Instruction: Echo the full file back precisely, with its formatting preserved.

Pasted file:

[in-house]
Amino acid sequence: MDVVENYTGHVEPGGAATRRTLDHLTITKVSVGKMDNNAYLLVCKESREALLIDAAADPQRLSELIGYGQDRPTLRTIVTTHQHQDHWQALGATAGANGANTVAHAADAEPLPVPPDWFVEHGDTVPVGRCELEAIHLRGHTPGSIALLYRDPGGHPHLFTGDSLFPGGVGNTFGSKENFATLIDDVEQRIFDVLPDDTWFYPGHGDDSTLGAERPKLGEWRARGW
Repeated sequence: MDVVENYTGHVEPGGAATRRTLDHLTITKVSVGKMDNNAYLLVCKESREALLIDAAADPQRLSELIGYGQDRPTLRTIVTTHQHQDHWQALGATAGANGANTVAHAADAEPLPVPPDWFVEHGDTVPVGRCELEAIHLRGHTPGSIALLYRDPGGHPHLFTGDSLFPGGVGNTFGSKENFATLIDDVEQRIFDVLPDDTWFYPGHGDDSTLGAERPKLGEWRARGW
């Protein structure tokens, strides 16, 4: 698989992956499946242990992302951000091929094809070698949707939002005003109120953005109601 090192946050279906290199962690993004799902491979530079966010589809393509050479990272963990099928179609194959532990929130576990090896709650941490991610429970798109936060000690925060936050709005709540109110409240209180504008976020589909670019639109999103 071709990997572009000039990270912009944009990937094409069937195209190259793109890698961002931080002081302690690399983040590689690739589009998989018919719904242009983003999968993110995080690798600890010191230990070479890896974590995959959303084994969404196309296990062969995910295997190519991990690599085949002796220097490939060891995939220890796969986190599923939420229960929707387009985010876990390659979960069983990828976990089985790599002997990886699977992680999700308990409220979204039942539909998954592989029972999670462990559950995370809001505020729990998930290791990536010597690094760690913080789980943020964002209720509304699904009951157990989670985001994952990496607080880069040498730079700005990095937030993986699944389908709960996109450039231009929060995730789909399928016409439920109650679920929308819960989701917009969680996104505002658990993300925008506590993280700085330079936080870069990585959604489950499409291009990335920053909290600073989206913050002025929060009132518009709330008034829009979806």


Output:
[in-house]
Amino acid sequence: MDVVENYTGHVEPGGAATRRTLDHLTITKVSVGKMDNNAYLLVCKESREALLIDAAADPQRLSELIGYGQDRPTLRTIVTTHQHQDHWQALGATAGANGANTVAHAADAEPLPVPPDWFVEHGDTVPVGRCELEAIHLRGHTPGSIALLYRDPGGHPHLFTGDSLFPGGVGNTFGSKENFATLIDDVEQRIFDVLPDDTWFYPGHGDDSTLGAERPKLGEWRARGW
Repeated sequence: MDVVENYTGHVEPGGAATRRTLDHLTITKVSVGKMDNNAYLLVCKESREALLIDAAADPQRLSELIGYGQDRPTLRTIVTTHQHQDHWQALGATAGANGANTVAHAADAEPLPVPPDWFVEHGDTVPVGRCELEAIHLRGHTPGSIALLYRDPGGHPHLFTGDSLFPGGVGNTFGSKENFATLIDDVEQRIFDVLPDDTWFYPGHGDDSTLGAERPKLGEWRARGW
């Protein structure tokens, strides 16, 4: 698989992956499946242990992302951000091929094809070698949707939002005003109120953005109601 090192946050279906290199962690993004799902491979530079966010589809393509050479990272963990099928179609194959532990929130576990090896709650941490991610429970798109936060000690925060936050709005709540109110409240209180504008976020589909670019639109999103 071709990997572009000039990270912009944009990937094409069937195209190259793109890698961002931080002081302690690399983040590689690739589009998989018919719904242009983003999968993110995080690798600890010191230990070479890896974590995959959303084994969404196309296990062969995910295997190519991990690599085949002796220097490939060891995939220890796969986190599923939420229960929707387009985010876990390659979960069983990828976990089985790599002997990886699977992680999700308990409220979204039942539909998954592989029972999670462990559950995370809001505020729990998930290791990536010597690094760690913080789980943020964002209720509304699904009951157990989670985001994952990496607080880069040498730079700005990095937030993986699944389908709960996109450039231009929060995730789909399928016409439920109650679920929308819960989701917009969680996104505002658990993300925008506590993280700085330079936080870069990585959604489950499409291009990335920053909290600073989206913050002025929060009132518009709330008034829009979806």